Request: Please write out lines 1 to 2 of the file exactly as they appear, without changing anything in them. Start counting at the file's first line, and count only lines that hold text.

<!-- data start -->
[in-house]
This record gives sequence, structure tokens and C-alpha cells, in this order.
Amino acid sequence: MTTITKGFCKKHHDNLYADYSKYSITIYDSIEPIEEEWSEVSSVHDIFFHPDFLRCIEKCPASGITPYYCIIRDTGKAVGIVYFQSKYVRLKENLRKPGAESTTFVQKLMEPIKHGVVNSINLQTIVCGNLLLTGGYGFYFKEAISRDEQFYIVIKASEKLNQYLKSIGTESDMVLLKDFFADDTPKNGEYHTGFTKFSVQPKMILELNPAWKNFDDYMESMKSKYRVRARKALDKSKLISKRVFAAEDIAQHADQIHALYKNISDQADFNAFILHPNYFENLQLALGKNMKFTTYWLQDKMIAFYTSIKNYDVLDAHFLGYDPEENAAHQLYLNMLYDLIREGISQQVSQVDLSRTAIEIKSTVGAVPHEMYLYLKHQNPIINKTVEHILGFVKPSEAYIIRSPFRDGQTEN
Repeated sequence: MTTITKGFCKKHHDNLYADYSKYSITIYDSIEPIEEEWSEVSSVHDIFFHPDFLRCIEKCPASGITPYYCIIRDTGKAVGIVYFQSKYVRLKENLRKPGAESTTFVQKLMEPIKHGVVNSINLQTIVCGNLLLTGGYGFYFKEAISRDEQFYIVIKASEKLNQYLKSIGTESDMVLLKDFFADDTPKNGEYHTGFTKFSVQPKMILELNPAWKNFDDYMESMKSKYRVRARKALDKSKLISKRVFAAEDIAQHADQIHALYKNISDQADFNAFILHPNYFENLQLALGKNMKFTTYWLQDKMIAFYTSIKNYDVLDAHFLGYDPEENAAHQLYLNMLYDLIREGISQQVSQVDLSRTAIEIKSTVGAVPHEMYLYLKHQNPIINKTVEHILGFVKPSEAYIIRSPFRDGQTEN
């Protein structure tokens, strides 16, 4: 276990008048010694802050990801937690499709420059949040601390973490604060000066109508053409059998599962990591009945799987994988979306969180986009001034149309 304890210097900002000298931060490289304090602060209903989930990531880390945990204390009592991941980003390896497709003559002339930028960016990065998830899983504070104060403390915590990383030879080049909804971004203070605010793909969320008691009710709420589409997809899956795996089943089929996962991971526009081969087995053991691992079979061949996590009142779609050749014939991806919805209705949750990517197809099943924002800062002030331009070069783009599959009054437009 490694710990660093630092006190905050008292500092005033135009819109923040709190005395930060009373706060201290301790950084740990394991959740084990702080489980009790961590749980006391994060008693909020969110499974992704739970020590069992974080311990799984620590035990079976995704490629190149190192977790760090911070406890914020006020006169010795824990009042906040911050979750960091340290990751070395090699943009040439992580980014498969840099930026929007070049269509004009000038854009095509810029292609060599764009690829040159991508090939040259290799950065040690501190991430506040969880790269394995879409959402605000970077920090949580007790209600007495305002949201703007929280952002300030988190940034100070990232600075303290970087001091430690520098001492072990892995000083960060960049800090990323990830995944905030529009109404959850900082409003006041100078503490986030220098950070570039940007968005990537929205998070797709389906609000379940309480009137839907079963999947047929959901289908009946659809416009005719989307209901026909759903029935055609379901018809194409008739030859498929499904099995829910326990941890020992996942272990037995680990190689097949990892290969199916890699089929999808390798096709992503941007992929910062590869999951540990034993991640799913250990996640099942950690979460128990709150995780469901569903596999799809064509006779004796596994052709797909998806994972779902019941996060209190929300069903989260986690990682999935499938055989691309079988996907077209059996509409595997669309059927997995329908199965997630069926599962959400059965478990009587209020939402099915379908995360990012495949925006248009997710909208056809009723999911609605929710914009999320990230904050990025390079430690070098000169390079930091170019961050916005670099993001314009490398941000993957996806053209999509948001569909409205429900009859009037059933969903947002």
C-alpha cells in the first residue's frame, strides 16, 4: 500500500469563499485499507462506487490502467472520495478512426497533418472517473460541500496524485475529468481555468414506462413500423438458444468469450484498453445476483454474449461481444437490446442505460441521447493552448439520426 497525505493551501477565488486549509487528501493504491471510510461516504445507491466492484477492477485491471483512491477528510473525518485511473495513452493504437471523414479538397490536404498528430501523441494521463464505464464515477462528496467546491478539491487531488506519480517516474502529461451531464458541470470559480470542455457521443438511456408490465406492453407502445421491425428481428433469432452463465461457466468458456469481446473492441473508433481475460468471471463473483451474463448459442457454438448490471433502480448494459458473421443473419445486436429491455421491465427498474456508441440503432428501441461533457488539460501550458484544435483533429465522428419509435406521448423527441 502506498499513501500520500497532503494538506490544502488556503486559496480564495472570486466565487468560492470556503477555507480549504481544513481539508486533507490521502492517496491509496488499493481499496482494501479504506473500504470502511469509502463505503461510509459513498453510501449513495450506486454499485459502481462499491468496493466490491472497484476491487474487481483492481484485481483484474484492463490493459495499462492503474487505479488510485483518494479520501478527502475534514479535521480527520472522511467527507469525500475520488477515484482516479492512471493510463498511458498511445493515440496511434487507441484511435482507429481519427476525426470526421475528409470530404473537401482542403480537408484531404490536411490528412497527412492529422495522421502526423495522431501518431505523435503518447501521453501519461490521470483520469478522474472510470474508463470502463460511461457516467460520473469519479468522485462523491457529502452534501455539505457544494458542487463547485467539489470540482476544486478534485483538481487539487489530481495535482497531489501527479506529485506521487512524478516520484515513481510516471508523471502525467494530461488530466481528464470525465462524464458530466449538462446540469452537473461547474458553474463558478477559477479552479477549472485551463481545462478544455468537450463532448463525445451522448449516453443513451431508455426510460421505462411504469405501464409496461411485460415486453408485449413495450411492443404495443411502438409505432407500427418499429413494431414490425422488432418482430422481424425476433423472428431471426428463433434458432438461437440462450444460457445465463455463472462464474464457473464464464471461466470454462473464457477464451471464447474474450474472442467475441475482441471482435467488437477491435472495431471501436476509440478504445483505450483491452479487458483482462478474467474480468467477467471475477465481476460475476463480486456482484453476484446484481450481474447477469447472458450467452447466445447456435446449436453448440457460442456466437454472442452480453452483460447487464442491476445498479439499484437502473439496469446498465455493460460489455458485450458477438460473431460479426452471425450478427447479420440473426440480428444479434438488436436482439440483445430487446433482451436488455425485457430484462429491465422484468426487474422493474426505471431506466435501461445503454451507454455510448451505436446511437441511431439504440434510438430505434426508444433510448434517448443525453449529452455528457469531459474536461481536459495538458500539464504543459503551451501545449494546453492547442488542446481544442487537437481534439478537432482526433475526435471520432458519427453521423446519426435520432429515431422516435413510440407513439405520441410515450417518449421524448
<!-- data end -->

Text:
[in-house]
This record gives sequence, structure tokens and C-alpha cells, in this order.